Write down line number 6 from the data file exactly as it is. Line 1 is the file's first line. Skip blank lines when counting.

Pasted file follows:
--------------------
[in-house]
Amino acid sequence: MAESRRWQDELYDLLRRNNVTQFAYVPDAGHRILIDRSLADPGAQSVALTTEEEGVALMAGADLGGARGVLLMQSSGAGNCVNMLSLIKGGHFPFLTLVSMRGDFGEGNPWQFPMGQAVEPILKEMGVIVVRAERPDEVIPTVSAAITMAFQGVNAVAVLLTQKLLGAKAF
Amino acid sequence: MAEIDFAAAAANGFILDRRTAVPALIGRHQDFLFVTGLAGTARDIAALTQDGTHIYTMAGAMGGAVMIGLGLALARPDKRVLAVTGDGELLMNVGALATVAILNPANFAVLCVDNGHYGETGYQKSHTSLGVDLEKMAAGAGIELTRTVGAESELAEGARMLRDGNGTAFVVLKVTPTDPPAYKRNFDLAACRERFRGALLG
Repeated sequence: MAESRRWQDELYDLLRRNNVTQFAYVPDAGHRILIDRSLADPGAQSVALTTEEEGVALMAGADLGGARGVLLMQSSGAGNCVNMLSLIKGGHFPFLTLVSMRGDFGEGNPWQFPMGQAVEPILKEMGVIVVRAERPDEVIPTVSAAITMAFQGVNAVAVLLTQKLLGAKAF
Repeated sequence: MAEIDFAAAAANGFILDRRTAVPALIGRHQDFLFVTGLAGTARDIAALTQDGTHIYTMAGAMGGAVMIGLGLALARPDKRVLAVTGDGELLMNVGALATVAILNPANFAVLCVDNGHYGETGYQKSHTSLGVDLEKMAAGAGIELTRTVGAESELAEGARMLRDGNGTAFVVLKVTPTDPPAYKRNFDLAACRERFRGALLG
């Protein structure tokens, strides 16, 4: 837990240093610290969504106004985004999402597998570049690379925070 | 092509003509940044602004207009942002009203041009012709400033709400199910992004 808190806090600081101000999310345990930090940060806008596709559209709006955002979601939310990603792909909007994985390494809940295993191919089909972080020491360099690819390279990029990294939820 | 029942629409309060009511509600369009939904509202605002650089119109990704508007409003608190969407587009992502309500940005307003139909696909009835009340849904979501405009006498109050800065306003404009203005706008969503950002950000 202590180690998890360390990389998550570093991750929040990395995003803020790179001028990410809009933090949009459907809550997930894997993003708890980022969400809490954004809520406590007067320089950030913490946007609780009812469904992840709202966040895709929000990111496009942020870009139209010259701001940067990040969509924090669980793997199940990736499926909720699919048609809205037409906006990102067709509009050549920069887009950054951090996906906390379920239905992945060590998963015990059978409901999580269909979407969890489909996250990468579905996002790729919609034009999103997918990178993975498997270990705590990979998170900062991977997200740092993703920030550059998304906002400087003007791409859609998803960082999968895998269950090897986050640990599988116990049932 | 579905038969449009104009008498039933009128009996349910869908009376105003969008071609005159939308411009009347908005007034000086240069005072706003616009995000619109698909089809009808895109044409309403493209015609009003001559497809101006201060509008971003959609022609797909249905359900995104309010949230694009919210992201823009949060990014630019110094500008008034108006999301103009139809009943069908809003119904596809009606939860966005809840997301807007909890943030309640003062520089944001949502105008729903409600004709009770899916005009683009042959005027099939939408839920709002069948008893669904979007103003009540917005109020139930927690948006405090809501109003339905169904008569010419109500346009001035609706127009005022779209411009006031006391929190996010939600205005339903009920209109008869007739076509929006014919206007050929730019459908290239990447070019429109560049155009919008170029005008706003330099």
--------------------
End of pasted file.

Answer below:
């Protein structure tokens, strides 16, 4: 837990240093610290969504106004985004999402597998570049690379925070 | 092509003509940044602004207009942002009203041009012709400033709400199910992004 808190806090600081101000999310345990930090940060806008596709559209709006955002979601939310990603792909909007994985390494809940295993191919089909972080020491360099690819390279990029990294939820 | 029942629409309060009511509600369009939904509202605002650089119109990704508007409003608190969407587009992502309500940005307003139909696909009835009340849904979501405009006498109050800065306003404009203005706008969503950002950000 202590180690998890360390990389998550570093991750929040990395995003803020790179001028990410809009933090949009459907809550997930894997993003708890980022969400809490954004809520406590007067320089950030913490946007609780009812469904992840709202966040895709929000990111496009942020870009139209010259701001940067990040969509924090669980793997199940990736499926909720699919048609809205037409906006990102067709509009050549920069887009950054951090996906906390379920239905992945060590998963015990059978409901999580269909979407969890489909996250990468579905996002790729919609034009999103997918990178993975498997270990705590990979998170900062991977997200740092993703920030550059998304906002400087003007791409859609998803960082999968895998269950090897986050640990599988116990049932 | 579905038969449009104009008498039933009128009996349910869908009376105003969008071609005159939308411009009347908005007034000086240069005072706003616009995000619109698909089809009808895109044409309403493209015609009003001559497809101006201060509008971003959609022609797909249905359900995104309010949230694009919210992201823009949060990014630019110094500008008034108006999301103009139809009943069908809003119904596809009606939860966005809840997301807007909890943030309640003062520089944001949502105008729903409600004709009770899916005009683009042959005027099939939408839920709002069948008893669904979007103003009540917005109020139930927690948006405090809501109003339905169904008569010419109500346009001035609706127009005022779209411009006031006391929190996010939600205005339903009920209109008869007739076509929006014919206007050929730019459908290239990447070019429109560049155009919008170029005008706003330099």